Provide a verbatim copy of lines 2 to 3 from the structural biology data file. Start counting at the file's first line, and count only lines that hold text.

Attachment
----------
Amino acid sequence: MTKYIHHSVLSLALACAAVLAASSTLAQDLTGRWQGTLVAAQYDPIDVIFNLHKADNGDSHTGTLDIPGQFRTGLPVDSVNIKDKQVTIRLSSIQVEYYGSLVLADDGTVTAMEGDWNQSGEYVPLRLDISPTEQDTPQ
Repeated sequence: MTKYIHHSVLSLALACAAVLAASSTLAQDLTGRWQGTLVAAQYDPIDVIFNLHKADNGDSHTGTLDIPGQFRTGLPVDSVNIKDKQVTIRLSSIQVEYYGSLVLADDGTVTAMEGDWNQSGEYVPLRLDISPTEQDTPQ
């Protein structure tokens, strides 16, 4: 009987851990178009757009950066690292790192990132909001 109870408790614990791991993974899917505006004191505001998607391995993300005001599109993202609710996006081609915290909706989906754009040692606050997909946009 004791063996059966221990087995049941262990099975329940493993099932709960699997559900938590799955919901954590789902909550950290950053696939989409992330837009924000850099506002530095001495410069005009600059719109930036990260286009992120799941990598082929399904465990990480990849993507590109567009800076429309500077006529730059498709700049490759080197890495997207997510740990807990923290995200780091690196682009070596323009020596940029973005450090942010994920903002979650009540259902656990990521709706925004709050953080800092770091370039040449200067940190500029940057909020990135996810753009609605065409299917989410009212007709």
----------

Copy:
Repeated sequence: MTKYIHHSVLSLALACAAVLAASSTLAQDLTGRWQGTLVAAQYDPIDVIFNLHKADNGDSHTGTLDIPGQFRTGLPVDSVNIKDKQVTIRLSSIQVEYYGSLVLADDGTVTAMEGDWNQSGEYVPLRLDISPTEQDTPQ
């Protein structure tokens, strides 16, 4: 009987851990178009757009950066690292790192990132909001 109870408790614990791991993974899917505006004191505001998607391995993300005001599109993202609710996006081609915290909706989906754009040692606050997909946009 004791063996059966221990087995049941262990099975329940493993099932709960699997559900938590799955919901954590789902909550950290950053696939989409992330837009924000850099506002530095001495410069005009600059719109930036990260286009992120799941990598082929399904465990990480990849993507590109567009800076429309500077006529730059498709700049490759080197890495997207997510740990807990923290995200780091690196682009070596323009020596940029973005450090942010994920903002979650009540259902656990990521709706925004709050953080800092770091370039040449200067940190500029940057909020990135996810753009609605065409299917989410009212007709």